"'She Don’t Say Goodbye' began as a lo-fi demo for my alter ego Bert Sugar (of the band Body Butter) and found its way into the glorious Goosebump band’s catalogue instead. Lyrically it’s a meditation on saying goodbye to someone despite them being right in front of you and them not really saying anything. A light bit of disco for you to groove to."
Goosebump will play Feel Alright's upcoming record release show on June 14 at the Owls Club in TO.
Last week I mentioned that Toronto hardcore act S.H.I.T. was releasing a new LP this summer titled What Do You Stand For?. I neglected, however, to include the fact that it would a second album would be simultaneously released. That record, titled Complete S.H.I.T., will collect and compiles the band's other studio recordings. Both arrive on June 1.
Last week Richard Trapunski interviewed guitarist Greg Benedetto for NOW Toronto. His article is well worth your time and touches on the struggles and hypocrisies a politically-minded band like S.H.I.T. has to grapple with to maintain DIY values in today's digital reality. It's a remarkably compelling piece.
To bridge that gap the three-piece rock band's thrown fans a new cover song to hold them over. Last week the Nil unveiled their take on Cheap Trick's 1978 anthem "Surrender." You can find it on your streaming services of choice.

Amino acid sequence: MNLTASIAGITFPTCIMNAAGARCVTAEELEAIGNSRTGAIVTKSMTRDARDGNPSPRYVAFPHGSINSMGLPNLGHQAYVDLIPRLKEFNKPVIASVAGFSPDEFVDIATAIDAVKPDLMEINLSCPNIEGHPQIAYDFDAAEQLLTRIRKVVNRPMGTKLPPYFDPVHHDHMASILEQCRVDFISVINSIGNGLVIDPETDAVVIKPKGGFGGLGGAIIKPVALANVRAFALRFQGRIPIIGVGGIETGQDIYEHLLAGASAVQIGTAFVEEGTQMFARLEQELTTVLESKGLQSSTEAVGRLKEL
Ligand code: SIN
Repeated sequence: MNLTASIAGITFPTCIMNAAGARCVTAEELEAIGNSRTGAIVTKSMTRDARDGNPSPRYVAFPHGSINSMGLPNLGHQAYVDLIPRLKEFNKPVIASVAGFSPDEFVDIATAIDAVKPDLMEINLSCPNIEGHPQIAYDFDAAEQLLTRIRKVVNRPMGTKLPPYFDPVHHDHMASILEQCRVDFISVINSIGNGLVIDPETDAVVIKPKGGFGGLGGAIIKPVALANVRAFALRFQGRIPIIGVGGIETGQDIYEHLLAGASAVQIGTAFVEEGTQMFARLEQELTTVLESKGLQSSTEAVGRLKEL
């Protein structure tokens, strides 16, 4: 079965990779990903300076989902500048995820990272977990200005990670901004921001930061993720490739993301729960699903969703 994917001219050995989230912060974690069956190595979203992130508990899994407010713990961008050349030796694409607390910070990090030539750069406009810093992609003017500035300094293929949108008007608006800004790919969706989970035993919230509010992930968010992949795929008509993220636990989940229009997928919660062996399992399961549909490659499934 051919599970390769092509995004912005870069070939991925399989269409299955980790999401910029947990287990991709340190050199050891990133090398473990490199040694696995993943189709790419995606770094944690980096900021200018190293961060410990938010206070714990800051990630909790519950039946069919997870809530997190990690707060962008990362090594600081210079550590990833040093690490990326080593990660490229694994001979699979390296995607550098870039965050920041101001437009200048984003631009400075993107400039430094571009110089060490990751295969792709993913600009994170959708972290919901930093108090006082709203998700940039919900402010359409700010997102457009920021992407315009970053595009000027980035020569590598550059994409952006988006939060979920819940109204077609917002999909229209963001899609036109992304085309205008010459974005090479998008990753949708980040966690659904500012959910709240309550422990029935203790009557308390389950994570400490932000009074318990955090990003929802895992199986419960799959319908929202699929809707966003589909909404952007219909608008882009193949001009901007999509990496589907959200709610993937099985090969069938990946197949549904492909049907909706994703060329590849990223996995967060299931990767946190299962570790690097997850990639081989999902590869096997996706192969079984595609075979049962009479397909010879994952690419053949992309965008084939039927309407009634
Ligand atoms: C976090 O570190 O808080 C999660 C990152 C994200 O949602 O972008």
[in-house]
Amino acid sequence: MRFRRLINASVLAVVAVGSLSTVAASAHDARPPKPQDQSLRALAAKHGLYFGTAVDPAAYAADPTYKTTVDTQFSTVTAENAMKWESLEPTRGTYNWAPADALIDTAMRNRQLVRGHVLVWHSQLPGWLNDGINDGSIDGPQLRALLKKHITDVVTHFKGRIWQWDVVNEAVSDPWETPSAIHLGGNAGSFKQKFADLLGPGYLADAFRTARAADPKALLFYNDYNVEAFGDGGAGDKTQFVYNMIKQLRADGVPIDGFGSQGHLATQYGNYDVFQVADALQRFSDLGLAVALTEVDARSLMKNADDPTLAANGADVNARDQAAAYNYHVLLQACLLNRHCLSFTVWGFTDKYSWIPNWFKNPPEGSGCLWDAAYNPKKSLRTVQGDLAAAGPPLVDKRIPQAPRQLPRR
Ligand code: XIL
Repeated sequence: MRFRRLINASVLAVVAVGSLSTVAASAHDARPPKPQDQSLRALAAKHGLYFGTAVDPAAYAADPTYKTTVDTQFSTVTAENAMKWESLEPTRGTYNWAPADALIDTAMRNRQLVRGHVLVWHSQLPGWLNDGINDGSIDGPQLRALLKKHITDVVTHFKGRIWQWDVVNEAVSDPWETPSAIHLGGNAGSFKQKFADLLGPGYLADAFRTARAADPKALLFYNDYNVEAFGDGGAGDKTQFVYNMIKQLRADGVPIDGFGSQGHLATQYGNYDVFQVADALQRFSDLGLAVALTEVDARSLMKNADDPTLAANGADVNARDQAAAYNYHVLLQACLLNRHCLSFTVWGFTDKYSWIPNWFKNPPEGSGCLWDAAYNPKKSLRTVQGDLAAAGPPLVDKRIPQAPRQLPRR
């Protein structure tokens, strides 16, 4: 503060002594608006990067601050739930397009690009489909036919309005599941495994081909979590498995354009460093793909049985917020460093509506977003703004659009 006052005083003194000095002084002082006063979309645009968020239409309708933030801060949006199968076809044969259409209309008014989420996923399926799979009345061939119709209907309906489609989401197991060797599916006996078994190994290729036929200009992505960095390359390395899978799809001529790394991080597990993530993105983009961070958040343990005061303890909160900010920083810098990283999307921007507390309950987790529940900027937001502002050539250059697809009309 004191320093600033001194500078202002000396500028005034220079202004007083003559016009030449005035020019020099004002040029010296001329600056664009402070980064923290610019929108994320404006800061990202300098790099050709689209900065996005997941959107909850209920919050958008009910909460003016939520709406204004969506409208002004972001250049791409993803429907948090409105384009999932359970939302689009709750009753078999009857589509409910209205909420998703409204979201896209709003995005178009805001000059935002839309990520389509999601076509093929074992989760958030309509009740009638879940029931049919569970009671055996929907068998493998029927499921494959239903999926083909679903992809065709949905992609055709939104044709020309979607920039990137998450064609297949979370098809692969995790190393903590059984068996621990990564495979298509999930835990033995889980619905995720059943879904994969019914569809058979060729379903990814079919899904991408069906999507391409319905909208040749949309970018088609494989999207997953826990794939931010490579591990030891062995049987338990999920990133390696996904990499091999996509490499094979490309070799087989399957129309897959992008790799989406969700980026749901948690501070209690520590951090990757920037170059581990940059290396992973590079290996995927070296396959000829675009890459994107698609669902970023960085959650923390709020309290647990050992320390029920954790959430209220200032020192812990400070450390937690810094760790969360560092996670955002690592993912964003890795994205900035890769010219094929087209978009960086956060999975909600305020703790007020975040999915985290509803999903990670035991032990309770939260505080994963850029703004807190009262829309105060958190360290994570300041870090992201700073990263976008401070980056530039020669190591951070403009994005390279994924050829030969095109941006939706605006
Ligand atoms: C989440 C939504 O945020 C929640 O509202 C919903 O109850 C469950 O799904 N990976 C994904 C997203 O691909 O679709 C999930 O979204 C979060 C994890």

The nominees for the 2018 edition of the fan-voted SOCAN Songwriting Prize have been announced. This year the English side of the competition will see Alvvays, Weaves, Partner, and Casper Skulls among the 10 acts vying for 10 grand and other prizes.
Songs in both languages were nominated by two panels of Canadian music scene experts (these folks) and narrowed down in voting on to result in the public's list. You can vote daily for the next couple of weeks.
This is the 52nd edition of Some Party, with an allowance for a few weeks I took off in December, it's been a year. Are you still digging this? Is this format at all useful to you? Shoot me an email at [email protected]. I've love to hear your feedback.